Distinguished members of Merton College include Lord Randolph Churchill and poet T. S. Eliot. A passage under the Treasury leads into the attractive Mob Quad (1380). This 14th century library is the oldest in England still in use, and harbors many historic books.
Location: Merton St, Oxford
The fortress-like New College was founded in 1379 by the Bishop of Winchester, specifically for students from that city. The chapel was one of the first examples of the Perpendicular style, its stained glass mostly 14th century. Other notable features are the statue of Lazarus by Epstein and memorials to three German members of the college who fell in the war.
The choir stalls have the original 14th century misericords, and choral evensong in the chapel is an occasion not to be missed. Other outstanding features include the high hall with its fine linenfold paneling, the wood vaulted cloisters and the detached 14th century bell tower. The beautiful gardens (1711) are bounded on two sides by old town walls.
Location: New College, Oxford
Oriel College, founded by Edward II in 1326, takes its name from a house known as La Oriole, which previously stood on the site. The 19th century Tractarian movement originated in Oriel, taking its name from the Tracts for the Times written here by John Henry Newman (1801-90). The Anglican priest was one of the leaders of the Oxford Movement.
Location: Oriel College, Oxford
Opposite the historic Examination Schools lies Queen's College, founded in 1340 by Robert de Eglesfield and rebuilt in Palladian style between 1692 and 1730. A statue of Queen Caroline commemorates her gift of £1000 to the college. Queen's Lane leads to St Edmund's Hall, the first mention of which is in 1317. The medieval students' residences were for centuries used by Queen's College, but since 1957 has existed as a separate college. Its tiny inner courtyard and fountain date from the 15th century.
Location: High St, Oxford
Until 1993, when men were finally admitted, Somerville College had been exclusively for women since its inception in 1894. Its list of famous members includes Indira Gandhi, Margaret Thatcher, writer Dorothy Sayers, and soprano Kiri te Kanawa.
Location: Walton St, Oxford
St John's College
St John's College was founded in 1555 by Sir Thomas White, a wealthy merchant and Lord Mayor of London. Part of the college consists of the remains of St Bernard's College, a Cistercian establishment built in 1437. The chapel contains the tomb of Archbishop Laud (beheaded 1645), a member and later master of the college. A fan-vaulted passage leads into Canterbury Quadrangle with its attractive colonnades and gardens. Famous members of St John's College include former US foreign minister Dean Rusk and author Robert Graves.
Location: St. Giles, Oxford
Originally named the Great Hall of the University, University College is today most commonly referred to by students as "Univ". Although money for the college was made available as early as 1249, construction didn't begin until 1280. The buildings which exist today are in the Late Gothic style, some erected in the 17th century. In a small domed building there's a marble statue of Shelley, famously expelled from the college for his atheism.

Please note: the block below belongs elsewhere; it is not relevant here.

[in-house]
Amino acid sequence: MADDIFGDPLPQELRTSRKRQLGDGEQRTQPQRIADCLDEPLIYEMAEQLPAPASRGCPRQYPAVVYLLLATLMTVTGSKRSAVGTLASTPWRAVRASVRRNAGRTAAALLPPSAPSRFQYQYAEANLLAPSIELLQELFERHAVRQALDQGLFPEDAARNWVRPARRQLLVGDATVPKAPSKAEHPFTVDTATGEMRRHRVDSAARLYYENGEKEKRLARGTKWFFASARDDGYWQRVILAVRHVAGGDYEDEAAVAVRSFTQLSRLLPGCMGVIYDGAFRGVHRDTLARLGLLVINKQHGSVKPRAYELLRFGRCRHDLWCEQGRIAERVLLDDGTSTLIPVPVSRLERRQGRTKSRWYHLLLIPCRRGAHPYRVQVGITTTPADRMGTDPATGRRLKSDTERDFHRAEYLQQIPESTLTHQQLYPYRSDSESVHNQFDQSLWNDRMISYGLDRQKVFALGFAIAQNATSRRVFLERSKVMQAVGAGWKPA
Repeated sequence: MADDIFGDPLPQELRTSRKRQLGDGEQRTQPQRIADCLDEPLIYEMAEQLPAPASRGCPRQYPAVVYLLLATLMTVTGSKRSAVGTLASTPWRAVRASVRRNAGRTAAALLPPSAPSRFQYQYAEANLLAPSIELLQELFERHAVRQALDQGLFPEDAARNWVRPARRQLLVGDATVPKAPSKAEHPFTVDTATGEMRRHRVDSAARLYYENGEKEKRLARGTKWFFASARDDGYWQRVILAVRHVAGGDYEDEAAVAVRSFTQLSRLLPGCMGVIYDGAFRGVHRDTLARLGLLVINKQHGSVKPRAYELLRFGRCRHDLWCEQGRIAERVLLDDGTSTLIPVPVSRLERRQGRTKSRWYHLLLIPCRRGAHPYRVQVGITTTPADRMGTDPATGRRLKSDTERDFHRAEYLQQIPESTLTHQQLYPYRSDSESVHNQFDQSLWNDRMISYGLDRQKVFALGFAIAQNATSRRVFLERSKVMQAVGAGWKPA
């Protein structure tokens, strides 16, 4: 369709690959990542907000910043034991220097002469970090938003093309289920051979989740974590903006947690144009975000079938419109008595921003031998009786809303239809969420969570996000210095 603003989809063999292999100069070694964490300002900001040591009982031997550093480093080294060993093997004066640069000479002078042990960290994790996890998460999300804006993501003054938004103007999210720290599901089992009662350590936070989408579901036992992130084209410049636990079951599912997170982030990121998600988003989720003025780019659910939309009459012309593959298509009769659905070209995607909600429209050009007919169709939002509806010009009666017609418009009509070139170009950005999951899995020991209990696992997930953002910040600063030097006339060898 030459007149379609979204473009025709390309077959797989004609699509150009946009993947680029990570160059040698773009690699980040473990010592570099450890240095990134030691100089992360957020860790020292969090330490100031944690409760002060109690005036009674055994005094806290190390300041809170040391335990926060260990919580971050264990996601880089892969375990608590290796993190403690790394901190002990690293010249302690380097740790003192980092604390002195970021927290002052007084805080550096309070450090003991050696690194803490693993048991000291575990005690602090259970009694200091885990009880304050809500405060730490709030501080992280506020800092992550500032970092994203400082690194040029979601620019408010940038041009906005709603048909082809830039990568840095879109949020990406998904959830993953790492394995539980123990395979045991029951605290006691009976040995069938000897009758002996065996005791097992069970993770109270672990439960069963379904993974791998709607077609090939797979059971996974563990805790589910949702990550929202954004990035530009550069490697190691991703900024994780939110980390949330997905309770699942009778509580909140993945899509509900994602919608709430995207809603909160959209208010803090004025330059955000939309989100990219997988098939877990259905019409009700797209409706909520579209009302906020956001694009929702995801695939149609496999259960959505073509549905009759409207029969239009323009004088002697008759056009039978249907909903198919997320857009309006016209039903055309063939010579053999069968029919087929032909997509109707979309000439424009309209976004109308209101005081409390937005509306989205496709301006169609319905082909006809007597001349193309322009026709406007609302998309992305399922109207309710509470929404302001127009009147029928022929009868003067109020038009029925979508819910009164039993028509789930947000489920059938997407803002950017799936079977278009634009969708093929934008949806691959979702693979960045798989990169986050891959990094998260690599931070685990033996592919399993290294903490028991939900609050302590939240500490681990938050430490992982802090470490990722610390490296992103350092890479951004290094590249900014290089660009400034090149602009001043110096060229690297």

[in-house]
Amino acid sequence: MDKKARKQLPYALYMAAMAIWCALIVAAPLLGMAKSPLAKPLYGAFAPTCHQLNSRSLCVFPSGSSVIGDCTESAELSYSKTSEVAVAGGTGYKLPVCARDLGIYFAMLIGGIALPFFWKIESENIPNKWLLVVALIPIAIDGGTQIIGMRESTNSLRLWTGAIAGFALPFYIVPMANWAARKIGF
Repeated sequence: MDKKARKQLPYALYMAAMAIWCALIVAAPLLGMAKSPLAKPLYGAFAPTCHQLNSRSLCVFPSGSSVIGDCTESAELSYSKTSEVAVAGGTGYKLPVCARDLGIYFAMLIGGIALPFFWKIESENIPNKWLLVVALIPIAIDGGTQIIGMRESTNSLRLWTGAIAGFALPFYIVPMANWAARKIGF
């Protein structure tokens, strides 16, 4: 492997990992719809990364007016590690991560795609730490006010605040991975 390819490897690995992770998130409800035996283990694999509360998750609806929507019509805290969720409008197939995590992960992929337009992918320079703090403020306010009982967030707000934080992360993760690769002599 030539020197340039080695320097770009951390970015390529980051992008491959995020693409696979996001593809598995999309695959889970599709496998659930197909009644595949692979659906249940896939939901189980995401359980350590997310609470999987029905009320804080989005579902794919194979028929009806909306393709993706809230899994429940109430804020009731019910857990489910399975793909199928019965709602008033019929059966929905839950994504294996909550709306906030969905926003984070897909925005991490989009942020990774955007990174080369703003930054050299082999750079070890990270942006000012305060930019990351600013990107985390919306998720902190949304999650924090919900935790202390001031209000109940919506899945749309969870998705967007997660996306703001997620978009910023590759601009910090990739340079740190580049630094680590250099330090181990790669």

Location: University College, Oxford
Wadham College has changed little since its foundation in 1610. Its spectacular hall ranks as one of the finest in Oxford, while the chapel has excellent stained glass and gardens are particularly beautiful. Famous members of Wadham include Admiral Blake, Admiral of the Fleet under Oliver Cromwell, and architect Sir Christopher Wren (1632-1723). Wadham College is the founding place of the scientific group of minds known as the Royal Society.
Location: Parks Rd, Oxford
Worcester College was founded in 1714 and incorporates parts of Gloucester College, founded for Benedictine students in 1283. On the south side of the college are six 15th century cottages, with another three on the north side. The college gardens are some of the largest in Oxford and contain a lovely lake.
Location: Walton St, Oxford
2 Christ Church Cathedral
Christ Church acquired the status of cathedral in 1546, although the present building dates from the 12th century. The most striking feature in the interior is the double arcading of the nave, creating an impression of much greater height. In the 14th century the church was extended to the north, and the choir was created in 1500 with fan vaulting overhanging keystones.
In the south transept is the Thomas Becket window (1320) and five glass windows designed by Edward Burne-Jones and made by William Morris in 1871. Also of note are the St Frideswide window (1858) and three 14th century tombs (Lady Montacute, Prior Sutton, and John de Nowers), as well as the remains of the Frideswide shrine (1289). The grave of philosopher George Berkeley (1681-1735), who gave his name to the town of Berkeley in California, is also located at the cathedral.
Location: St. Aldates, Oxford
3 City Center
Although the center of Oxford is not large, plenty of time should be allowed for a visit since there are so many things to see. The city's four principal streets meet at the intersection known as Carfax, a good starting point for a tour. The 14th century Carfax Tower, a relic of St Martin's Church (now destroyed), has great views. Also worth visiting are the Town Hall, St Aldate's Church (1318) and Pembroke College, founded in 1624 but with origins dating back to 1446. Notable graduates include Samuel Johnson, a student here from 1728-29. The nearby Modern Art Oxford, a visual art gallery focusing on exhibitions of modern and contemporary art, regularly offers talks, music and movies.
Oxford's splendid High Street is lined with numerous magnificent buildings (including many of the colleges listed above) and was described by American writer Nathaniel Hawthorne as "the finest street in England". While sightseeing, visit the University church, St Mary the Virgin, with its fine Decorated tower (1280) offering excellent views of the city. The choir was rebuilt in 1462, the nave and Lady Chapel date from 1490, and the stalls date from 1466.